“Of course, the private soldiers field of vision is much more limited than that of his general. On the other hand, it is of vital importance to the latter to gloss over his mistakes, and draw attention only to those things which will add to his reputation. The private soldier has no such feelings. It is only to the officers of high rank engaged that a battle can bring glory and renown. To the army of common soldiers, who do the actual fighting, and risk mutilation and death,there is no reward except the consciousness of duty bravely preformed” Private Warren Olney 1862

    The second Gulf War and Sebrenica didn’t allow us that. I wonder how many fundamentalist they spawned

  • nevermind

    @ Boomtownchav.
    I have not made my mind up as to why General Myers failed to order jets from Edwards base to intercept the 2001 charges, instead went back into his meeting with a lower ranking official discussing manoeuvres, but it stinks.

    So does the reluctance to interfere with Saudi pilots/learners, eager to learn how to fly but not land.
    After knowing the ins and outs of the Bojinka plot, such laxity, more than once, with FBI and CIA operatives in various states being called off from above after blowing the whistle, stinks as well.

    The ISI colluded with the CIA in their mad idea to create madrasas that teach a political islam, as the colluded with the Russians years earlier. Like with Saddam, our man in Iraq for most of his life, Bin Laden was our bagman in Tora Bora, our go between. And then he turned, another lesson for us regards training the wrong people.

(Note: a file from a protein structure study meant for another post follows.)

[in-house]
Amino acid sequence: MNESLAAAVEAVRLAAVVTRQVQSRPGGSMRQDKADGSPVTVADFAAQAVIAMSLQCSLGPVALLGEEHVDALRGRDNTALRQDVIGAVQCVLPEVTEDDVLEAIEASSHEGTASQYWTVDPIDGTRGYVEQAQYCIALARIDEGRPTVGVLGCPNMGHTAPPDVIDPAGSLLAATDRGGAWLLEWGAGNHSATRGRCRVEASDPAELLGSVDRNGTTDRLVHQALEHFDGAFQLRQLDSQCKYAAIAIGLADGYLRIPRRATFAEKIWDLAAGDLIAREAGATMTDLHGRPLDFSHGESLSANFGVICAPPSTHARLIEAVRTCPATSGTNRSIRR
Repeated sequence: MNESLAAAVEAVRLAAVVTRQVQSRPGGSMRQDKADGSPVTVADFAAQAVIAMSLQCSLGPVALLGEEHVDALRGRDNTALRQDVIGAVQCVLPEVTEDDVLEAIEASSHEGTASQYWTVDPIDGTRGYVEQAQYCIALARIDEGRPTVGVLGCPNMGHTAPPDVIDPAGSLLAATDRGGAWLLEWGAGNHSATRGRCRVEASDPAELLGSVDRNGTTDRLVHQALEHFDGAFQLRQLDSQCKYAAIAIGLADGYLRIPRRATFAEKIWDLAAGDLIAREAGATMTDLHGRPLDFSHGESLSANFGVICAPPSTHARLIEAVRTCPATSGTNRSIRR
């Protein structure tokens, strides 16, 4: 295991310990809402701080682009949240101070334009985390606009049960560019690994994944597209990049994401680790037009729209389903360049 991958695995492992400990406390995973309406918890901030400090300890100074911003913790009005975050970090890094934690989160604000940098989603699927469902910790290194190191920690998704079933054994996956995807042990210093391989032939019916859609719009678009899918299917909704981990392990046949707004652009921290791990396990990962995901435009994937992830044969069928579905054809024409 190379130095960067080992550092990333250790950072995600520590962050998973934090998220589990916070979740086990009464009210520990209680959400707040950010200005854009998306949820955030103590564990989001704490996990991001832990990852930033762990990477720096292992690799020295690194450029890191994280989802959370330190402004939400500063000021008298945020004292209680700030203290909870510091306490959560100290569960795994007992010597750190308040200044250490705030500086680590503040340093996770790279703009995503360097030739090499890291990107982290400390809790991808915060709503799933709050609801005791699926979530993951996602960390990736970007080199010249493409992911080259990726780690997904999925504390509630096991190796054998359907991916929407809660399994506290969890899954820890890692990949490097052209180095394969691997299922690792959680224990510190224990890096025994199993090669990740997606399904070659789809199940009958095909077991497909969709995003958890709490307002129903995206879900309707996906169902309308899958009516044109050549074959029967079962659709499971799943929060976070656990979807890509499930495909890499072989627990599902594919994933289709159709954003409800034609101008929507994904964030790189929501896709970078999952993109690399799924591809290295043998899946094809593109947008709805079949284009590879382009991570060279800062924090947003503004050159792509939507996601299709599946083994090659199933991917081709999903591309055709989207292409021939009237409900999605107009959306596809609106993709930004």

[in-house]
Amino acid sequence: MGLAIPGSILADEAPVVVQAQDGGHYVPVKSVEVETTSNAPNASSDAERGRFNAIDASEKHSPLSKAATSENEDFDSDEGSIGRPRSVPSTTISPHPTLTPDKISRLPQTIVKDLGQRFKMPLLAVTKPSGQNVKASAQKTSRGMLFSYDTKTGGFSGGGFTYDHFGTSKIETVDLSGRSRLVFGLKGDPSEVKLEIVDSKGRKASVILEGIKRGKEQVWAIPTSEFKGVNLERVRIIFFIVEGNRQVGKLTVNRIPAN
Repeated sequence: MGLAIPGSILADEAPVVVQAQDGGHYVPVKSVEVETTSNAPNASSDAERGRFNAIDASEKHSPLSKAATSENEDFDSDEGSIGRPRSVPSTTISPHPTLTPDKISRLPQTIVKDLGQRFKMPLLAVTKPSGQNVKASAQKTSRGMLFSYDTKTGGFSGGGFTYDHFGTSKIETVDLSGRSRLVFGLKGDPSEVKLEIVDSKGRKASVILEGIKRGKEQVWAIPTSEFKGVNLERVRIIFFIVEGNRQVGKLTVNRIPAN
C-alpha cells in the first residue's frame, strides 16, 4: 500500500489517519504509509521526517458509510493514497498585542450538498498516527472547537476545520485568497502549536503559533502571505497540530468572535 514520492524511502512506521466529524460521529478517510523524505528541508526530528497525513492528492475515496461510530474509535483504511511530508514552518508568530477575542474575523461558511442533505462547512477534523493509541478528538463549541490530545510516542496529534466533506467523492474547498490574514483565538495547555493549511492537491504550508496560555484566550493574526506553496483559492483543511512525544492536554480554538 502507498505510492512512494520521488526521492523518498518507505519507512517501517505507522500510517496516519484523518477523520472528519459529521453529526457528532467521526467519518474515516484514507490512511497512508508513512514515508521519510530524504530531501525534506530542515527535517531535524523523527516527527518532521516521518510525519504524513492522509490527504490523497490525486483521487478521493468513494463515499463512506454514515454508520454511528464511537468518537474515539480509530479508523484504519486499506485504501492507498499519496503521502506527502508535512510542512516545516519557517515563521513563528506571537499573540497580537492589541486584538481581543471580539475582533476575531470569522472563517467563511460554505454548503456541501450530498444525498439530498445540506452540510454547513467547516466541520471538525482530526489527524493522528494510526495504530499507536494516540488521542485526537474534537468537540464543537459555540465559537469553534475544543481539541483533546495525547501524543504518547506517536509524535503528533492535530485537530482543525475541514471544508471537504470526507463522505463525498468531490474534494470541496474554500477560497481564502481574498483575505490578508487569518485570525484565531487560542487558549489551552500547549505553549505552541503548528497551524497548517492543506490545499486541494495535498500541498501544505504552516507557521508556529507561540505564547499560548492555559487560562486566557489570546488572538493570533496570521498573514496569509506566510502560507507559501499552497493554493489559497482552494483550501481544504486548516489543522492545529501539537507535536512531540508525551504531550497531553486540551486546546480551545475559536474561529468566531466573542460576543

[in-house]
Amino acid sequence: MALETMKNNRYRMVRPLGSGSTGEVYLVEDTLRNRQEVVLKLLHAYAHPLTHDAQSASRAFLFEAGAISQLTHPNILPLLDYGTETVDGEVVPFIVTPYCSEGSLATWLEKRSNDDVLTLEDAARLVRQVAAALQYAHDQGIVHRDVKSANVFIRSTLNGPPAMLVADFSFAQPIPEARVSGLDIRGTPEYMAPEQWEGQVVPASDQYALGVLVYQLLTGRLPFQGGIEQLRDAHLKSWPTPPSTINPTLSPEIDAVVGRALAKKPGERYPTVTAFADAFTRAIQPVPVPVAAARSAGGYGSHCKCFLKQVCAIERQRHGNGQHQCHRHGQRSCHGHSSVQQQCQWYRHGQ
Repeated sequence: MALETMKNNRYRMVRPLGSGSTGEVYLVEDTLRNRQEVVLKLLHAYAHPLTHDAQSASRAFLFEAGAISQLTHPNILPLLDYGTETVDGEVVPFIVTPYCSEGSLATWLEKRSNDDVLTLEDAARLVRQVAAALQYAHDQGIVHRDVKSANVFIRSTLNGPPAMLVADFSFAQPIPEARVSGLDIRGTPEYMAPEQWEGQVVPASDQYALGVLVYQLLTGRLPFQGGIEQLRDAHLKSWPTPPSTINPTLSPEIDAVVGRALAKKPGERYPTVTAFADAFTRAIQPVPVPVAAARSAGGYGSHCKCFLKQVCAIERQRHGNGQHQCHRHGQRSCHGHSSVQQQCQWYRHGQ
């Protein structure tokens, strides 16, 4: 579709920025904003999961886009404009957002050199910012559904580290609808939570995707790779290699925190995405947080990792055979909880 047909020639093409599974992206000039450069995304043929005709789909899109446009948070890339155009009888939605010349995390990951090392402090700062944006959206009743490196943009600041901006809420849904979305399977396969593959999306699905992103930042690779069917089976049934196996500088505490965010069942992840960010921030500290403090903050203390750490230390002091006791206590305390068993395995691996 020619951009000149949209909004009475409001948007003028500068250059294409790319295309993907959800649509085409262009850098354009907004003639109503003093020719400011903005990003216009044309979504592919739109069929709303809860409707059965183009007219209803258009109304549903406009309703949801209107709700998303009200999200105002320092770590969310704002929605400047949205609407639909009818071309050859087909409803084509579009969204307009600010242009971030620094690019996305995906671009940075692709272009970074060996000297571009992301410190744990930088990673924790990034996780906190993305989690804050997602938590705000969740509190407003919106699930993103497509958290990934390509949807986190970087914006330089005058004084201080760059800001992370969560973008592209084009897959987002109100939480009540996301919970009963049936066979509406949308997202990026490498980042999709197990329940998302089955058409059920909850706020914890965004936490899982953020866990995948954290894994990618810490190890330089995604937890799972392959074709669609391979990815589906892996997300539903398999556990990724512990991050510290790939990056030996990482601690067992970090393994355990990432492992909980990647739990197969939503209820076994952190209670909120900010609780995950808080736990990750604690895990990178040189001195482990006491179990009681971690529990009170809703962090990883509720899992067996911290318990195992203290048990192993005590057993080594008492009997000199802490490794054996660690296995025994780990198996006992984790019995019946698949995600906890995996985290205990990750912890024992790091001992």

I also reserve my judgement on 7/7.

    I fully agree with you on Srebrenizca and the massacre that could have been avoided. I have a friend who was involved in recovering the bodies afterwards and he cracked up over it, is still, not right in the head.

    Srebrenizca and the bombing of Kosovo from great hight was the nail in the coffin of NATO,imho. Since that incident, and the more later ‘no fly zone’ bombing of Libyan civilians, I am in favour of creating an EU peace and defence force.

    What’s you take on NATO these days?

  • Boomtownchav


    NATO is to ham strung to be effective, to many vetoes and far to many political masters. Of course there has to be control of any armed force and it has to be a last resort but equally it has to be able to react quickly and efficiently. The French were constantly suspected of passing information in Bosnia to the Serbs. I don’t know if that is true but once the trust is broken the Alliance is finished
    Sebrenica, in my opinion finished NATO. Maybe that’s a grand statement but they failed not only the people they were meant to protect but the troops who were meant to protect them

    September 11 was a massive security cock up but the idea of flying hijacked planes into buildings was never really considered by Western security. Our values are so different, however, the warnings were undoubtedly there, USS Cole, the Beirut Marines barracks etc